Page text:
Cornwall is a place with a rich history of folk lore and magic. Hugged by a rugged coast line, much of our history and myth looks to the sea. The Cornish people are sea farers and smugglers, pirates and sailors. We hope that our rum stands up that frequently smuggled into our home town of Bude.
Rum was and is the drink of the sea farers, from members of her majesty’s navy to smugglers and pirates. Rum was the drink of choice. Right up until as late as the 1970’s members of the Navy were issued a tot of rum in the morning. This practice ended with the last tot given out to the sorrow of many a sailor, in July of 1970.
The term proof is said to have roots back to the sea. These days, it is what most of us use to gauge the alcohol content of a drink and for some to gauge how many you can have of an evening down the pub. As a student I myself became well acquainted with the concept. But the term’s origins are much more interesting than simple arithmetic. You see, there was nothing worse for a sailor than to be issued watered-down rum.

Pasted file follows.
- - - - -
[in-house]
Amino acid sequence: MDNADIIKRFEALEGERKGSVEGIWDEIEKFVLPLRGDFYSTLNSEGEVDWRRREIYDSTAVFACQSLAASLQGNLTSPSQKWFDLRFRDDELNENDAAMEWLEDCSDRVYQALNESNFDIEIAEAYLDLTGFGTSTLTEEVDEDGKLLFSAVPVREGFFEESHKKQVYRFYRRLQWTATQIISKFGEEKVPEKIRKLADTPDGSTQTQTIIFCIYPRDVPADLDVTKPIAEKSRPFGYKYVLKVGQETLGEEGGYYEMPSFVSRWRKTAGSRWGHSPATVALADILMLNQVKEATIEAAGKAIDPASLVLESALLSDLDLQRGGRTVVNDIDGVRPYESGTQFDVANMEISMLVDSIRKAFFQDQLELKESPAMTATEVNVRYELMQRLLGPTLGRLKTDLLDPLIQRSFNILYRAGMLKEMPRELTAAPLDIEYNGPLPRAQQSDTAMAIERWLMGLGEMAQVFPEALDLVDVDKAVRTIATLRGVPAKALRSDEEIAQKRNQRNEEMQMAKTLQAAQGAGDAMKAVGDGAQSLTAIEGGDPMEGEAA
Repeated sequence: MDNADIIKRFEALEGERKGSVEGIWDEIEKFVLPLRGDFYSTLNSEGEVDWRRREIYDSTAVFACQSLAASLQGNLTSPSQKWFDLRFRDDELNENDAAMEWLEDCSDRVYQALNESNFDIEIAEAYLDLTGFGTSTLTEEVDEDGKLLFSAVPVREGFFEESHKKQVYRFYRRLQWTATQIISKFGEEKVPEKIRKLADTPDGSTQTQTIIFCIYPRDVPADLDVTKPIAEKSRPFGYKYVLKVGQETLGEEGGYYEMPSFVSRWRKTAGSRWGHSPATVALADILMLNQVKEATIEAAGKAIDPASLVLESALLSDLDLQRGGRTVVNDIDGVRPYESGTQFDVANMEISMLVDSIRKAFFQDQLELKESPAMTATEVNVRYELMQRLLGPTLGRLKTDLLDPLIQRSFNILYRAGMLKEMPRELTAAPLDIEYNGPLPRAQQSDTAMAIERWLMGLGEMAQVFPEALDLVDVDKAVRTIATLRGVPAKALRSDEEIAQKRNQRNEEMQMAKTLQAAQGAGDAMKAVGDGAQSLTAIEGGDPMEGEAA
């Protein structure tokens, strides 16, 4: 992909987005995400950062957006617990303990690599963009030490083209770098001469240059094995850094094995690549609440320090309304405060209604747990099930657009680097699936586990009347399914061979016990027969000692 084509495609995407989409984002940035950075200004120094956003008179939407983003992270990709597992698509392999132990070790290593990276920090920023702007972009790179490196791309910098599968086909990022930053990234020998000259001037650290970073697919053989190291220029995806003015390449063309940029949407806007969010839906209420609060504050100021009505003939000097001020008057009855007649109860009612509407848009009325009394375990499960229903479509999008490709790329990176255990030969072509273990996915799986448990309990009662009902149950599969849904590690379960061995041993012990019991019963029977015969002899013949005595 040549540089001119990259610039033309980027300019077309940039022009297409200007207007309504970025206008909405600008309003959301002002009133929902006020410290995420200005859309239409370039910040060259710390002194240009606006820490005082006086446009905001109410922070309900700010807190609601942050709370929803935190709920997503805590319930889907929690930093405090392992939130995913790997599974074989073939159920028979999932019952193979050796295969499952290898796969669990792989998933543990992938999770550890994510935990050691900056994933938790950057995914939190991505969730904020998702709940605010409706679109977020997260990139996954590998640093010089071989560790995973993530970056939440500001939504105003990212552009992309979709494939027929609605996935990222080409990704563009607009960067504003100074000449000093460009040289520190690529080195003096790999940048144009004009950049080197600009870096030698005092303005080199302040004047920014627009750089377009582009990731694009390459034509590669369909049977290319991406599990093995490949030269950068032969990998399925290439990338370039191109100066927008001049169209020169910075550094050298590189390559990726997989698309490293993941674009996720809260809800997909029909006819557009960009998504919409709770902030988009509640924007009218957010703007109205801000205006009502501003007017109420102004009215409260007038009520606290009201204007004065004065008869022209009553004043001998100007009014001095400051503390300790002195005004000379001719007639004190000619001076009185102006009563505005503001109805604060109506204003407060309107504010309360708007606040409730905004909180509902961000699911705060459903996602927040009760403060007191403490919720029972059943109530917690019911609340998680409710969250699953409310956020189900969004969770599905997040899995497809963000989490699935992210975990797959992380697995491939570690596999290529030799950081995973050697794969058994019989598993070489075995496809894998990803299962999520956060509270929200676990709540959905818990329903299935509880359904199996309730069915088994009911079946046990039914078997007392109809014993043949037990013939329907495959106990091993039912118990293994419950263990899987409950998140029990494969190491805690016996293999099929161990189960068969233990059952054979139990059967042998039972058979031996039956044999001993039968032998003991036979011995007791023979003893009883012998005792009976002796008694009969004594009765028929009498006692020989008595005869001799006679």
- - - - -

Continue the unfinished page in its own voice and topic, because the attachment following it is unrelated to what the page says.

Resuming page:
To test to make sure it was the real stuff, they’d mix it with gunpowder. The concoction would only light if it was higher than about 57 percent alcohol—a ratio that earned the distinction of “overproof.” Rum explodes and there’s you proof that you’ve been given rum that’s the real deal. Rum won’t explode? It’s underproof. Of course, now, most of us are not sailors or pirates and as such much of the rum (and other spirits) on the market are closer to 40% than 60% with spirits of 57% or higher often being declared “sailors proof”.
We offer as spiced and white rum at a much more easily drinkable 40% though if you do find yourself on the high seas and looking for a little something to warm you cockles or Kalkar coffee rum might be just the thing you’re looking for with the warming kick of rum mixed with a cold brew coffee guaranteed to keep you awake.